From Stanford: (HT: DT)
BY CORRIE GOLDMAN
The Humanities at Stanford
Those long summer days spent reading by the pool might not be so lazy after all.
Readers of literary works by the likes of Samuel Beckett, Stéphane Mallarmé and Geoffrey Chaucer are getting lots of exercise from these personal trainers for the brain.
New research by Stanford’s Joshua Landy, associate professor of French and Italian, illustrates how authors throughout the ages have sought to improve mental skills like rational thinking and abstract thought by leading their readers through a gantlet of mental gymnastics.
In contrast to the common practice of mining fictional works for moral messages and information, Landy’s theory of fiction, outlined in his new book, “How to Do Things with Fictions,” presents a new reason for reading in an age when the patience to tackle challenging pieces of writing has dwindled tremendously.
Reading fiction “does not make us better people in the moral sense, whether by teaching us lessons, making us more empathetic or training us to handle morally complex situations,” said Landy.
However, for those interested in fine-tuning their intellectual capacities, Landy said literary works of fiction can offer “a new set of methods for becoming a better maker of arguments, a better redeemer of one’s own existence, a person of stronger faith or a person with a quieter mind.”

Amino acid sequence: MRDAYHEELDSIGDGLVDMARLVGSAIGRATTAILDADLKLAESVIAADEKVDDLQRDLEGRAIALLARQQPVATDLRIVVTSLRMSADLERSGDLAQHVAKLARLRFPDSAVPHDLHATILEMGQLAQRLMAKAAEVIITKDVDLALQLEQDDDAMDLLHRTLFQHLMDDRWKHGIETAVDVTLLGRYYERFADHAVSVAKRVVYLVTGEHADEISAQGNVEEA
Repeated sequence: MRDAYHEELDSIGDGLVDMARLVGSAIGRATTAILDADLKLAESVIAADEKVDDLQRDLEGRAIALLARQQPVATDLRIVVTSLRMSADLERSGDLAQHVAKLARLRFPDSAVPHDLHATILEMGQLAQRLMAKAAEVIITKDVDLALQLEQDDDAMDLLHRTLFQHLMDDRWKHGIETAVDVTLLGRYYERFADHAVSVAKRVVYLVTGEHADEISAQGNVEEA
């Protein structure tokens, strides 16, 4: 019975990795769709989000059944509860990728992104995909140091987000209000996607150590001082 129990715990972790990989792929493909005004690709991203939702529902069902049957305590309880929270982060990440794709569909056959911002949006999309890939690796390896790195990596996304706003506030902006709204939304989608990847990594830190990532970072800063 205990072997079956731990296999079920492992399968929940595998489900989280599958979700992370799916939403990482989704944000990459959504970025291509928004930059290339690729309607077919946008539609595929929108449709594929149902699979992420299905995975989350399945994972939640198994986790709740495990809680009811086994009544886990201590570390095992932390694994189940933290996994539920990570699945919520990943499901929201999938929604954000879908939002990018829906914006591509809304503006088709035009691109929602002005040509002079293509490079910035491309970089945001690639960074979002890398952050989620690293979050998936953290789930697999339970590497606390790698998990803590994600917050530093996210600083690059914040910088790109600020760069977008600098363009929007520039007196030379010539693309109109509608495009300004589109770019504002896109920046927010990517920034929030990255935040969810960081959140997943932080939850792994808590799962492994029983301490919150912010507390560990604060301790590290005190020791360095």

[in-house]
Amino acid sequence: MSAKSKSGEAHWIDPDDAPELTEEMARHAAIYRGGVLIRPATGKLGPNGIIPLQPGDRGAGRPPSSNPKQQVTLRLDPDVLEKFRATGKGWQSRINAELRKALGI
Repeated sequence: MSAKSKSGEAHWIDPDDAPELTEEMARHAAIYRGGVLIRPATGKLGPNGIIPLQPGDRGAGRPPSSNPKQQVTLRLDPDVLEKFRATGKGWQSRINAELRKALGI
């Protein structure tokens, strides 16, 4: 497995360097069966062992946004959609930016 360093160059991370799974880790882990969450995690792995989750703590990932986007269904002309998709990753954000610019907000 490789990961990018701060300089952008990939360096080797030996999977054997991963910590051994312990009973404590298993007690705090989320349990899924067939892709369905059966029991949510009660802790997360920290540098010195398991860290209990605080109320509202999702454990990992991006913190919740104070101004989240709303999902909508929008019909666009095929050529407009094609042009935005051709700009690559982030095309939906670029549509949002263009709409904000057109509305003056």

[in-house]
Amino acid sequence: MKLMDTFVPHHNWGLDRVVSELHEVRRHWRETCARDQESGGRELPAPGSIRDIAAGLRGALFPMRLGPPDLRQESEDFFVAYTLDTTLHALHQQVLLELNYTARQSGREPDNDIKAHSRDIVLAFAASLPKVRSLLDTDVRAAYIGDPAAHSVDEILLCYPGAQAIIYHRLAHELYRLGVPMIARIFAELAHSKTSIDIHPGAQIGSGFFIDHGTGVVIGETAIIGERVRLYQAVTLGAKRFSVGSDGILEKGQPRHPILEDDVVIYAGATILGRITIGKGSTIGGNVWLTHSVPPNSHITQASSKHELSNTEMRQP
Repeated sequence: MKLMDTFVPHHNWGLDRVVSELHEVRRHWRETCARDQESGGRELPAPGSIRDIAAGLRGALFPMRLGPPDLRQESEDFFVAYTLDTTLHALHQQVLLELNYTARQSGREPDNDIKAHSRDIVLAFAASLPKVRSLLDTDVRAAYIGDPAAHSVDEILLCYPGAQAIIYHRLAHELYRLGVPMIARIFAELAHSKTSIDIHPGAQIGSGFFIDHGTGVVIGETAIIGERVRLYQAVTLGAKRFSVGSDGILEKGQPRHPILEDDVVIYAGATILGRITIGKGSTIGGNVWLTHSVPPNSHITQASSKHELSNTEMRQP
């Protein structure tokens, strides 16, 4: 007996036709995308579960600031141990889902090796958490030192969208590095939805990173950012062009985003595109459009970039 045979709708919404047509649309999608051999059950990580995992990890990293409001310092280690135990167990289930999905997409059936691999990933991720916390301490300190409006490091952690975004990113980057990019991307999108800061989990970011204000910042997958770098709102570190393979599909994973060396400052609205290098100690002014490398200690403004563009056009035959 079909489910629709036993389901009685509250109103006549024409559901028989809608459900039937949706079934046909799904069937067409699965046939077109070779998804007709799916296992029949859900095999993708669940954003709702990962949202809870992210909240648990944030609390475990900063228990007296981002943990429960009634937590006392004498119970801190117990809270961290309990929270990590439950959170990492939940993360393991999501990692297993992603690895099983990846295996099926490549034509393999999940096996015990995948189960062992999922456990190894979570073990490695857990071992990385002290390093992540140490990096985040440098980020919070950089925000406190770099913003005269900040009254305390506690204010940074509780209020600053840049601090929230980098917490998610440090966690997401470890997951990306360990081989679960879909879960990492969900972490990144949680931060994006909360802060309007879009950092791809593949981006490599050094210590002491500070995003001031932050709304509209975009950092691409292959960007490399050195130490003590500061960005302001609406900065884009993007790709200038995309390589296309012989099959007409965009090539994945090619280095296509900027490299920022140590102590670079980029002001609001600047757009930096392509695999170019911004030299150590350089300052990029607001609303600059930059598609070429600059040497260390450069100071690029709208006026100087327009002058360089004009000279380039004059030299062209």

Landy’s new “formative fiction” theory advises against a utilitarian search for meaning or information that results in an “I got what I need and I can move on” attitude. His theory implies that readers will get much more out of a text by lingering over passages, contemplating ideas between reading sessions and re-reading passages after some reflection.
According to Landy, the formative fiction approach makes complex texts more accessible to non-academic readers.
“Once you realize that some of the arguments are simply not supposed to work at all, Plato’s dialogues become less forbidding,” Landy said. Readers still have to invest effort, but “you aren’t always asking yourself ‘what does it mean?’ and ‘why don’t I understand?'”